When using the Scikit-Learn library, you might encounter a situation where your logistic regression model does not converge.

You may get a warning message similar to this:

ConvergenceWarning: lbfgs failed to converge (status=1):

Increase the number of iterations (max_iter) or scale the data as shown in:
Please also refer to the documentation for alternative solver options:
  n_iter_i = _check_optimize_result(

This article aims to help you understand why this happens and how to resolve it.

What Does It Mean For A Logistic Regression Model To Converge?

Imagine you’re on a hike, trying to reach the top of a hill.

You start at the bottom and with each step, you get a little bit closer to the top.

Eventually, you reach a point where you can’t go any higher - you’ve reached the peak.

This is similar to what we mean when we say a logistic regression model has “converged”.

When we’re training our model, we start with some initial parameters.

These are like our starting point at the bottom of the hill.

With each step (or iteration), we tweak these parameters (weights) a little bit to try and improve our model’s predictions. This is like taking a step up the hill.

Now, here’s the key part.

Just like our hike, there’s a point where we can’t improve anymore - we’ve reached the maximum.

When this happens, we say our model has “converged”. It has found the best parameters for making predictions on our dataset.

So, when you hear that a logistic regression model has converged, it means the model has found the best fit for the data.

Although our analogy to hiking is going up, it usually means the model has reached the lowest point in the cost function.

Remember, reaching convergence doesn’t necessarily mean the model is perfect.

It just means the model can’t do any better with the current setup.

It’s always important to evaluate your model to make sure it’s making good predictions.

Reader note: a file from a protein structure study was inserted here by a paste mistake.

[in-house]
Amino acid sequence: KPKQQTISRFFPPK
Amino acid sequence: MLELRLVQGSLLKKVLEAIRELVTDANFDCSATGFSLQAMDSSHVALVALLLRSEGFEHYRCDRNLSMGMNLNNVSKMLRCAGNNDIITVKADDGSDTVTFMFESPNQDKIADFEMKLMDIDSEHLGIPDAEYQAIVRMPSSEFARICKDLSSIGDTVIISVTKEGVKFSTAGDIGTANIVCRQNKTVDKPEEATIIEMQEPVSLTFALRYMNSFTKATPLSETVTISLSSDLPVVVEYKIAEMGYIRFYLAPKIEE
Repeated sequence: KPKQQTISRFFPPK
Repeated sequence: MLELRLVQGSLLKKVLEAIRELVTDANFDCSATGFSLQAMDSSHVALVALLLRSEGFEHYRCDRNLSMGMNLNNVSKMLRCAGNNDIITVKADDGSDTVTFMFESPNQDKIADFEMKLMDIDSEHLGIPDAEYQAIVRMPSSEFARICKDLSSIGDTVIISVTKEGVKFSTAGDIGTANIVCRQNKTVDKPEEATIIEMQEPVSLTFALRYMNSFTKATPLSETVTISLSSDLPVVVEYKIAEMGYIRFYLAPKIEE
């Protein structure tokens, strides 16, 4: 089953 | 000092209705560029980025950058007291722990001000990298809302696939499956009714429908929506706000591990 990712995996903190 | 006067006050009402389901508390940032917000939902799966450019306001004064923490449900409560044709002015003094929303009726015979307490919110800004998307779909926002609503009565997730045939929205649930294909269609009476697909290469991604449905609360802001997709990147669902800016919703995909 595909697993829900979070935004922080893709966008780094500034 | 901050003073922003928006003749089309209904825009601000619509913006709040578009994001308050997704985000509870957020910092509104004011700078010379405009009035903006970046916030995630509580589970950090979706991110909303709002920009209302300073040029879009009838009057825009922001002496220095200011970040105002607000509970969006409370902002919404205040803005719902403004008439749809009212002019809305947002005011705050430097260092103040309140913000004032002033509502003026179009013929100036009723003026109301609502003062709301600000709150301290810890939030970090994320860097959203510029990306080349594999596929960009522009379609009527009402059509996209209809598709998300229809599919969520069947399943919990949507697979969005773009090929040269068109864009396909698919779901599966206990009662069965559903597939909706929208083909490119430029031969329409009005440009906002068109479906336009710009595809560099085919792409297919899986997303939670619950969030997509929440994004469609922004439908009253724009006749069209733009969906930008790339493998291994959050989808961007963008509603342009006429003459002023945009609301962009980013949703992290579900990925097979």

Reasons For Non-Convergence In Logistic Regression


One common reason is the presence of highly correlated features in your dataset.

This can make it difficult for the logistic regression model to determine the relationship between each feature and the target variable, leading to non-convergence.

Here are some fixes for you to try:

  1. Remove some of the correlated features: If you have two features that are highly correlated, consider dropping one.

  2. Combine correlated features: Another option is to combine correlated features into one. For example, if you have two features like “age in years” and “age in months”, you could combine them into a single feature.

Inadequate Solver

Another potential reason could be the choice of solver.

In scikit-learn’s logistic regression, a solver is an algorithm or method that the model uses to find the minimum cost - the top of the hill.

Different solvers use different strategies to find this minimum.

For example, some solvers might take big leaps towards the minimum, while others take small, careful steps.

Some solvers might be better for large datasets, while others work best with small datasets.

If your solver isn’t suited to your data, it might struggle to find the minimum cost.

Changing the solver in Scikit-Learn’s LogisticRegression function is quite straightforward.

Here’s an example:

from sklearn.linear_model import LogisticRegression

# Create a LogisticRegression instance using the 'sag' solver
model = LogisticRegression(solver='sag')

In this example, we’re using the ‘sag’ solver, which stands for Stochastic Average Gradient descent.

It’s a variant of gradient descent, and it’s often a good choice for large datasets.

There are several solvers available in Scikit-Learn, including ’newton-cg’, ’lbfgs’, ‘sag’, ‘saga’, and ’liblinear’.

Treat it as a hyperparameter and experiment with different values.